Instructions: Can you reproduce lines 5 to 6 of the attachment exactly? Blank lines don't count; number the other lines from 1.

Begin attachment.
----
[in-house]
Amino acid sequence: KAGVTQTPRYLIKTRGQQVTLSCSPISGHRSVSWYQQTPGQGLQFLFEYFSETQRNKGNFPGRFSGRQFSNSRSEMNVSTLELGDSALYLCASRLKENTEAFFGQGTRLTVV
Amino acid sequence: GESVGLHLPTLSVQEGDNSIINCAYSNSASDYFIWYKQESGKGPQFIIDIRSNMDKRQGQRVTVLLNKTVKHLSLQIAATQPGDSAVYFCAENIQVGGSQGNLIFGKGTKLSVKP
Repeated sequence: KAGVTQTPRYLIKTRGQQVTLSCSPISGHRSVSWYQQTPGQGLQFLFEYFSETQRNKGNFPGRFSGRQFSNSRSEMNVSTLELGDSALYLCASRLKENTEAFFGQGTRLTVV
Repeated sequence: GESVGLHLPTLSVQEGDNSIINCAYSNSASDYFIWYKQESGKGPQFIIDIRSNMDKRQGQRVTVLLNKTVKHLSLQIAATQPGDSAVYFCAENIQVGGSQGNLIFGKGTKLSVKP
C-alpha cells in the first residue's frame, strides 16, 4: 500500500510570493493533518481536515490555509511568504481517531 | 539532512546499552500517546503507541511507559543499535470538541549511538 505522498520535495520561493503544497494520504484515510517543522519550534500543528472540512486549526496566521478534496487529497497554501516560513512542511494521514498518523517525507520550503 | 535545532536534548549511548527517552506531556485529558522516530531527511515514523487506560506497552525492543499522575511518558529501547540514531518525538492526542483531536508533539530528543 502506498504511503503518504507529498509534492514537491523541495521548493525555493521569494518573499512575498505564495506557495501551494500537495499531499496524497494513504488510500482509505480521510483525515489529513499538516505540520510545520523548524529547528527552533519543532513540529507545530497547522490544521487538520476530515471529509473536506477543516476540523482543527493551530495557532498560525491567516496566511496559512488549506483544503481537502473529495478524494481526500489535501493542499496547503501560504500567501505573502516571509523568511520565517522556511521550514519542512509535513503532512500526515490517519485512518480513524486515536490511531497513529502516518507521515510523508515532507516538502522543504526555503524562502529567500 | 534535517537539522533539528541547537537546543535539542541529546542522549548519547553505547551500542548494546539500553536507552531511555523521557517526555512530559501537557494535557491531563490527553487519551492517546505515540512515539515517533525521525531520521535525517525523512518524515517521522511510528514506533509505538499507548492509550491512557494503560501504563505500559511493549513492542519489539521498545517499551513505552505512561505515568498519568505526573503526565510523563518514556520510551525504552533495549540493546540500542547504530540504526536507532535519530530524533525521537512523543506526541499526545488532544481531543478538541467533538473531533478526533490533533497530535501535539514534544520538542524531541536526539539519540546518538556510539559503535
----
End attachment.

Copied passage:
Repeated sequence: GESVGLHLPTLSVQEGDNSIINCAYSNSASDYFIWYKQESGKGPQFIIDIRSNMDKRQGQRVTVLLNKTVKHLSLQIAATQPGDSAVYFCAENIQVGGSQGNLIFGKGTKLSVKP
C-alpha cells in the first residue's frame, strides 16, 4: 500500500510570493493533518481536515490555509511568504481517531 | 539532512546499552500517546503507541511507559543499535470538541549511538 505522498520535495520561493503544497494520504484515510517543522519550534500543528472540512486549526496566521478534496487529497497554501516560513512542511494521514498518523517525507520550503 | 535545532536534548549511548527517552506531556485529558522516530531527511515514523487506560506497552525492543499522575511518558529501547540514531518525538492526542483531536508533539530528543 502506498504511503503518504507529498509534492514537491523541495521548493525555493521569494518573499512575498505564495506557495501551494500537495499531499496524497494513504488510500482509505480521510483525515489529513499538516505540520510545520523548524529547528527552533519543532513540529507545530497547522490544521487538520476530515471529509473536506477543516476540523482543527493551530495557532498560525491567516496566511496559512488549506483544503481537502473529495478524494481526500489535501493542499496547503501560504500567501505573502516571509523568511520565517522556511521550514519542512509535513503532512500526515490517519485512518480513524486515536490511531497513529502516518507521515510523508515532507516538502522543504526555503524562502529567500 | 534535517537539522533539528541547537537546543535539542541529546542522549548519547553505547551500542548494546539500553536507552531511555523521557517526555512530559501537557494535557491531563490527553487519551492517546505515540512515539515517533525521525531520521535525517525523512518524515517521522511510528514506533509505538499507548492509550491512557494503560501504563505500559511493549513492542519489539521498545517499551513505552505512561505515568498519568505526573503526565510523563518514556520510551525504552533495549540493546540500542547504530540504526536507532535519530530524533525521537512523543506526541499526545488532544481531543478538541467533538473531533478526533490533533497530535501535539514534544520538542524531541536526539539519540546518538556510539559503535